Essential Insights On Treating Psoriatic Lesions In The Lower Extremity
- Volume 25 - Issue 1 - January 2012
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Patients with psoriasis can present with multiple levels of involvement and with different types of the chronic condition. Accordingly, this author discusses the presentation of the condition, offers keys to diagnosis and reviews a variety of treatment options, including topical agents and combination therapy.
A patient presents to the office with symmetric, sharply demarcated, erythematous, silver-scaled patches on the back of the heels and ankles. The right foot is sore and has dried blood from constant scratching. Your immediate differential is tinea pedis, drug eruption, contact dermatitis, irritant dermatitis, eczema or psoriasis.
A history reveals the patient has siblings with similar issues only on other areas of the body. A full body exam reveals that there is some flaking of the scalp and scaling on the neck. The patient has some yellow toenails that have yet to respond to oral antifungals despite two courses of such medication. Clotrimazole (Lotrimin), recommended by the internist, has not provided any resolution of the scaling and pruritus. What is the likely diagnosis? Psoriasis.
As podiatrists, we can see all types of psoriasis from the most common plaque type to the least common pustular psoriasis form. The other types (guttate, inverse, erythrodermic) occur rarely in the foot and ankle. Once one recognizes psoriasis and rules it in as the correct dermatosis in question, the management/treatment depends on the type of psoriasis, extent of the disease, area of involvement and percentage of skin involved. Other factors include whether there is a known arthritis component or other comorbidities as well as the patient’s background or lifestyle. In podiatry, we generally will see those with localized psoriasis. The majority of patients with psoriasis have mild or limited psoriasis, which is generally defined as less than 20 percent body involvement.1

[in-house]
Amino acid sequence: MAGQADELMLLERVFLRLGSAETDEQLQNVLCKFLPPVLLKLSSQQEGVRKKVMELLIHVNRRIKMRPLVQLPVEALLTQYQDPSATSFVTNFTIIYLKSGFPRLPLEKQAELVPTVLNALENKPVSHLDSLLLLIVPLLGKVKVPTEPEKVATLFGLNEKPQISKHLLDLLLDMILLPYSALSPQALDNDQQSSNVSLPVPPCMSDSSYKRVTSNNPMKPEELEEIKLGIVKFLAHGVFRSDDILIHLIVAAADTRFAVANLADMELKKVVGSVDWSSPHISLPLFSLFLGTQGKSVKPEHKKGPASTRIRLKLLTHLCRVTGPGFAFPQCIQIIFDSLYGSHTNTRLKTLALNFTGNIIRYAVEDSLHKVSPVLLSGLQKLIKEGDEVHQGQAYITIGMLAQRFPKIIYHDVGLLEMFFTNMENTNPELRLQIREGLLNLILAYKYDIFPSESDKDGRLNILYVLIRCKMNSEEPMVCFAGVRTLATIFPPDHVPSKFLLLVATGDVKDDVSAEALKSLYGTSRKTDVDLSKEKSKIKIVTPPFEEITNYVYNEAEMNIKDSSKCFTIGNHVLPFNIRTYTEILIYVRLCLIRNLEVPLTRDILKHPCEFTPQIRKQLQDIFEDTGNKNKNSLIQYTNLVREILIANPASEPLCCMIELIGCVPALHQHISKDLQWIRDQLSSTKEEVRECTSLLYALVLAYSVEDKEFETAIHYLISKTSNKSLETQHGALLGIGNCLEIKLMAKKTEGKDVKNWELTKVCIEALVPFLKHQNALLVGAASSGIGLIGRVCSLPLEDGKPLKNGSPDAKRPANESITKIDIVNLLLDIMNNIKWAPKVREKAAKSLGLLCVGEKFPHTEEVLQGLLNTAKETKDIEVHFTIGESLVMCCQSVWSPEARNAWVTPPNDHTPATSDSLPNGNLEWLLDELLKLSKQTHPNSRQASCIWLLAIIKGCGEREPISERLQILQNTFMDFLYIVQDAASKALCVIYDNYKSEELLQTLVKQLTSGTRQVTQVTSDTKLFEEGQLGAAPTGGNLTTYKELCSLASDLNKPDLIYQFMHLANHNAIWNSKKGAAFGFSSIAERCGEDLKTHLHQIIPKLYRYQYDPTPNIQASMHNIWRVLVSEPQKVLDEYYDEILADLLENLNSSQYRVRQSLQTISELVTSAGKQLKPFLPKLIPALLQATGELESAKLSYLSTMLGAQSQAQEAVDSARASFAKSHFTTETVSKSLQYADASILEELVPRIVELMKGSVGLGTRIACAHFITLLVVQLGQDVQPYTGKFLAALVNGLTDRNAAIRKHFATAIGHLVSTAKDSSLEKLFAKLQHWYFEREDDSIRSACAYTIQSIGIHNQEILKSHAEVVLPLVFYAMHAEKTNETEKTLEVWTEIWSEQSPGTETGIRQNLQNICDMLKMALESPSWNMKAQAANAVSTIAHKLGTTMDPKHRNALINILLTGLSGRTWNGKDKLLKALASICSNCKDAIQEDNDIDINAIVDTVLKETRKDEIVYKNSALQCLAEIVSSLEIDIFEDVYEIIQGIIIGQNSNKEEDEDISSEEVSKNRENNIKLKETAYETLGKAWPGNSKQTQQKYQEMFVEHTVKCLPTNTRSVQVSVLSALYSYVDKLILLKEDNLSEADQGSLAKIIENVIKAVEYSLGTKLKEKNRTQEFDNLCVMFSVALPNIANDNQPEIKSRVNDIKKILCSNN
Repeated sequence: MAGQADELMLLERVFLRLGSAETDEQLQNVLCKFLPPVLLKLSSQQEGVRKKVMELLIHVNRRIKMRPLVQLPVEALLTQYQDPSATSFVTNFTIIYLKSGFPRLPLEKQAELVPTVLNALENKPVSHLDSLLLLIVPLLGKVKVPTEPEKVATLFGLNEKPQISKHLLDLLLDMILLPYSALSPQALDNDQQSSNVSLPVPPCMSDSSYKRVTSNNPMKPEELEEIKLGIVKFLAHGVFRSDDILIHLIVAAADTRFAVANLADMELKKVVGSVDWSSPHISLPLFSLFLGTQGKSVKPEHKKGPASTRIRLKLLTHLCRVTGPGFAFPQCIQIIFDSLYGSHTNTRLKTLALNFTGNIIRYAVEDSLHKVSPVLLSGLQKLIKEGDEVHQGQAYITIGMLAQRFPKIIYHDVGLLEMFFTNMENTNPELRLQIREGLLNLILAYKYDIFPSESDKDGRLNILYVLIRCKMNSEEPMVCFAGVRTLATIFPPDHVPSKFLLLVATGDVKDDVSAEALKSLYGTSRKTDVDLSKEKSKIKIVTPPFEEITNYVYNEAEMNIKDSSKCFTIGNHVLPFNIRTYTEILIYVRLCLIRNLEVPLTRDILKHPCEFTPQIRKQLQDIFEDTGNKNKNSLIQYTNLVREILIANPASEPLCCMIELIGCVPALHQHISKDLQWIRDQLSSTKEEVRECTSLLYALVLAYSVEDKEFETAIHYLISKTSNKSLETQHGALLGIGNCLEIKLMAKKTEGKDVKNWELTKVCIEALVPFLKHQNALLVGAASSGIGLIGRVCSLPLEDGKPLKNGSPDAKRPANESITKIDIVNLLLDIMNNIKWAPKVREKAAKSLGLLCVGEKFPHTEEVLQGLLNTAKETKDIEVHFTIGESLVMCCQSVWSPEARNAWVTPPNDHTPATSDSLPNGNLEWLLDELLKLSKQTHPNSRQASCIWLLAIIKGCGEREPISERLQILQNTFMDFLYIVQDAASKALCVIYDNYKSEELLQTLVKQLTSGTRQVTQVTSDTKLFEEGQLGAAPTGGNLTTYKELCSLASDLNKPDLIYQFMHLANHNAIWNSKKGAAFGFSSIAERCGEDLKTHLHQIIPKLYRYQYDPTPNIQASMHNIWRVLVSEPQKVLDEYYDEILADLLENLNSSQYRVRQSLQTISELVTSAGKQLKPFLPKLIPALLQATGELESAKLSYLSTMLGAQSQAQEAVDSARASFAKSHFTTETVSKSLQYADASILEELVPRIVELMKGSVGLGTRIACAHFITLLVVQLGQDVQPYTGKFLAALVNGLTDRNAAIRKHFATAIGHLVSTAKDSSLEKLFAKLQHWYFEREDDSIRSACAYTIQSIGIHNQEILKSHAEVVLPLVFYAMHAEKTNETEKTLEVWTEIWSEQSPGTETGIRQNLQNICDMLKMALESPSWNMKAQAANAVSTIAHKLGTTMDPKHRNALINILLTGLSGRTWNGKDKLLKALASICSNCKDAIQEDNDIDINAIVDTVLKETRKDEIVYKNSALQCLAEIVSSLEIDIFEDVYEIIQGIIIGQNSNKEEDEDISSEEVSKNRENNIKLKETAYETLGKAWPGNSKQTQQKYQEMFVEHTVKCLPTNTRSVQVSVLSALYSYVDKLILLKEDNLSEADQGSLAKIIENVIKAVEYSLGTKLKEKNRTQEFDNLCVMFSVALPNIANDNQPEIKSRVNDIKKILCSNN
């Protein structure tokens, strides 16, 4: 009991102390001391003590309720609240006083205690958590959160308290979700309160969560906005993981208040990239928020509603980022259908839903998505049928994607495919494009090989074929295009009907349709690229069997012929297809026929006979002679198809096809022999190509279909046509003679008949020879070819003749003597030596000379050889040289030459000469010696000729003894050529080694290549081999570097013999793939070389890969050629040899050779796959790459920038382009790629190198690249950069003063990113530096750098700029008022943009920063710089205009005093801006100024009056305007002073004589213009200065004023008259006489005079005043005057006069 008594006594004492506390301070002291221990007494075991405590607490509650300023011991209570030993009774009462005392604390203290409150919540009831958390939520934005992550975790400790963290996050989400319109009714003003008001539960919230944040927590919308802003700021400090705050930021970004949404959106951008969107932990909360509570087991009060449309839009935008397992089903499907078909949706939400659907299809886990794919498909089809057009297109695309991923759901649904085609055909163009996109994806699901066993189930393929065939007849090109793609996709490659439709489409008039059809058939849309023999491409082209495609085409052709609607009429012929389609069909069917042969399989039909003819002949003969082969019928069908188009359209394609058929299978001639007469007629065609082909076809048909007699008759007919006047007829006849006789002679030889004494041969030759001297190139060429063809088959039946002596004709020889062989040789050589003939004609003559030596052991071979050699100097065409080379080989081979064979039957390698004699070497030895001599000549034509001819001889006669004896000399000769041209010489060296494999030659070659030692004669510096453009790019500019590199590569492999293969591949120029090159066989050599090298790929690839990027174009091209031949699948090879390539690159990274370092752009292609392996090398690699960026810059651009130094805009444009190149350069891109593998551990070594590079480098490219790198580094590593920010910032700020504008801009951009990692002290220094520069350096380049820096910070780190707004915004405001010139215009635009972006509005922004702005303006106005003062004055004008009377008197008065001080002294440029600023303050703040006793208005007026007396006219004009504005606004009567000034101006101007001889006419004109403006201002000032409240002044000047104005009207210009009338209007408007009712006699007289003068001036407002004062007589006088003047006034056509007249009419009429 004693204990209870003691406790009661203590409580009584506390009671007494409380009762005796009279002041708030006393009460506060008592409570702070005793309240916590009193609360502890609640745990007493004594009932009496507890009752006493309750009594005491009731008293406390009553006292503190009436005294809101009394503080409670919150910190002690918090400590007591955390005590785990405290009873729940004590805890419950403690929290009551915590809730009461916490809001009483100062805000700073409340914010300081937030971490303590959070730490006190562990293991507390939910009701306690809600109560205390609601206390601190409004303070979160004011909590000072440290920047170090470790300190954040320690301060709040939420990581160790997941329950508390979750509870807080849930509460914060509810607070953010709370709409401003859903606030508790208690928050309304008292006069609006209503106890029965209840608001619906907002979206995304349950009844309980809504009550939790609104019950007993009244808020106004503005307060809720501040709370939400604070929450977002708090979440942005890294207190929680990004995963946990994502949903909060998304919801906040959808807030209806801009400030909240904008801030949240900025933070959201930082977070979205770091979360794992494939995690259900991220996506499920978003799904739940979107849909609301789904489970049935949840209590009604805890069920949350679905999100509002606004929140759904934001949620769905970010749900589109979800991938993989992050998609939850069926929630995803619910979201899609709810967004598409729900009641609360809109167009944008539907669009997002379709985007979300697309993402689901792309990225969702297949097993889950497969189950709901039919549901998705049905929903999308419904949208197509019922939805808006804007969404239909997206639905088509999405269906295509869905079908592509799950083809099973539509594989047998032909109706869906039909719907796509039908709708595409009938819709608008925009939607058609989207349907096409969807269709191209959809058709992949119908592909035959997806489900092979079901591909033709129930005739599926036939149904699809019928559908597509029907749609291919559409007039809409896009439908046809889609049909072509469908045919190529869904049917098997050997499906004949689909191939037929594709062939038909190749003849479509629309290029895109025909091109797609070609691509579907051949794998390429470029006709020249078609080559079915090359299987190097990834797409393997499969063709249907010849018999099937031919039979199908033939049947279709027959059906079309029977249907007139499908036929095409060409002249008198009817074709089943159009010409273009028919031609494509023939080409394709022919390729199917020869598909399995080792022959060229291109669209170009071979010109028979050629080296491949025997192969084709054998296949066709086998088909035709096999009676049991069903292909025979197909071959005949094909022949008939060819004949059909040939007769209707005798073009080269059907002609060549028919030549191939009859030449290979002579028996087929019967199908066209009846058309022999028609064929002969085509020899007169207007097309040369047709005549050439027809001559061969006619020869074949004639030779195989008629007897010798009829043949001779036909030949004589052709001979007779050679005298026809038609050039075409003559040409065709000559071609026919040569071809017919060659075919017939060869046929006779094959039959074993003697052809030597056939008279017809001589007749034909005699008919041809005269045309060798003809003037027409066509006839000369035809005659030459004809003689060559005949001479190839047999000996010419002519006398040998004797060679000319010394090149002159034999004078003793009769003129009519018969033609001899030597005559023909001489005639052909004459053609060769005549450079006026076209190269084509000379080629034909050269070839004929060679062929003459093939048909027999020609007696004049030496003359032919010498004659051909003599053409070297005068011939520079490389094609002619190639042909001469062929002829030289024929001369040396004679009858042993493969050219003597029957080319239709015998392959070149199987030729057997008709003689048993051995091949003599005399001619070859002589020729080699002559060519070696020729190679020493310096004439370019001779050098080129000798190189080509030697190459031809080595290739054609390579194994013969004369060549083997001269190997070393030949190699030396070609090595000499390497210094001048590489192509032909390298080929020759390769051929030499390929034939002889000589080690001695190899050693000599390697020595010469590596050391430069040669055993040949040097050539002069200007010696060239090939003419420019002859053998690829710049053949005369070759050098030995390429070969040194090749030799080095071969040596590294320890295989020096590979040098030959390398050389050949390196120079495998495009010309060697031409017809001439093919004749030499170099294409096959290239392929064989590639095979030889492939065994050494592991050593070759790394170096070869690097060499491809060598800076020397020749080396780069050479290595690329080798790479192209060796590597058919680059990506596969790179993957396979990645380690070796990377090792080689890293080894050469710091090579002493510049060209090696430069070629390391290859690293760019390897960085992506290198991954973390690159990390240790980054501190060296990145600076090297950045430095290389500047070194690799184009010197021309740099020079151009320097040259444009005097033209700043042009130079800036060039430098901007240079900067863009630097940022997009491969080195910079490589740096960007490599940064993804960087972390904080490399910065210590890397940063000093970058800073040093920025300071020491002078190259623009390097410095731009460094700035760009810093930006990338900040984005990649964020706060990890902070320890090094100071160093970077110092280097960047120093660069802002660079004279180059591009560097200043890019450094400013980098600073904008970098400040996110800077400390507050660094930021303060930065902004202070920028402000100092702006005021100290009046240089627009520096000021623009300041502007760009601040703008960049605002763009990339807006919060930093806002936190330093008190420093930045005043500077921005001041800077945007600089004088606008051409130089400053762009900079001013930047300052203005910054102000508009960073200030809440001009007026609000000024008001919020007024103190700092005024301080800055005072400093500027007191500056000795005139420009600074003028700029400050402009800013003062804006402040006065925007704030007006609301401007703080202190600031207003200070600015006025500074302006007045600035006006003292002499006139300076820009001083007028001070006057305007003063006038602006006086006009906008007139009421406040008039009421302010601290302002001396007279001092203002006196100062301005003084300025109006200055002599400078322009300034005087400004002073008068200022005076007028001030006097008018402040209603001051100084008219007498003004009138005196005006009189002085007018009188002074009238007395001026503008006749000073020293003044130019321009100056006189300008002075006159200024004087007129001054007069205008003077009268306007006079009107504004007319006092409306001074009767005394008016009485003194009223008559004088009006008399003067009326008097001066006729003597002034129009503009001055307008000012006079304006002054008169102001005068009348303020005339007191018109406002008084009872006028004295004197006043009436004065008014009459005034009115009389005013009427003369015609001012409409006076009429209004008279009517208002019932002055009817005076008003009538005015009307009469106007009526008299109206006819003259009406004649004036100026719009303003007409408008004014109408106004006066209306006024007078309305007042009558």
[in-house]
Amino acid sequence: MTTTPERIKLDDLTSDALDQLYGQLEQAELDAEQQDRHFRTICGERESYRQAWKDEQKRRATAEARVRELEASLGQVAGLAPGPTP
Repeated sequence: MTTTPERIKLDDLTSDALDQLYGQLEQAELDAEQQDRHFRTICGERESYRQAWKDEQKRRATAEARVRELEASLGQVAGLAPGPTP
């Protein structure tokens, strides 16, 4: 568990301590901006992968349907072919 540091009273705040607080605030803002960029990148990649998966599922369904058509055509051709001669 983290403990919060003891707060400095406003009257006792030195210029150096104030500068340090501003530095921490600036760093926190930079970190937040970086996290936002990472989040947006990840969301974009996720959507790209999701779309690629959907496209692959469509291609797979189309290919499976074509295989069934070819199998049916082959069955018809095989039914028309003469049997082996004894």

Psoriasis is characterized by inappropriate activation of the cellular immune system directed against self-antigens.2 It is mediated by the T lymphocyte of the skin and is the most prevalent T cell–mediated inflammatory disease in adults.3 Psoriasis occurs as part of a complex set of interactions among genetic, immunological, systemic and environmental factors.4
Psoriasis causes significant physical and psychosocial suffering. A study conducted in 2009 revealed that the psychosocial morbidity of psoriasis and impairment of quality of life is the same or worse than arthritis, diabetes or cancer.5
Psoriasis is one of the most prevalent immune diseases and affects nearly 2 to 3 percent of the Caucasian population, including over 7 million Americans and an estimated 125 million people worldwide.6,2 It affects approximately 1.3 percent of the African-American population in the United States. Generally, it is more common in individuals living at higher latitudes or in colder locales, and is less common in individuals who have greater sun exposure.
The incidence of psoriasis is much lower in dark-skinned West Africans and African-Americans than in light-skinned people of European ancestry. The incidence is also low in the Japanese and Eskimos, and is extremely low to non-existent in Native Americans in both North and South America.7
How Psoriasis Develops
In a normal human, skin cells normally take about a month to develop, mature and move to the skin’s surface, where they are continually shed. Turnover of the epidermis allows the skin to maintain its barrier function, repair injured skin in wound healing and receive the signals that stimulate or inhibit cell proliferation. In psoriasis, the skin cells mature in less than a week and move to the surface where they accumulate, resulting in the formation of scales among the red, inflamed tissues.8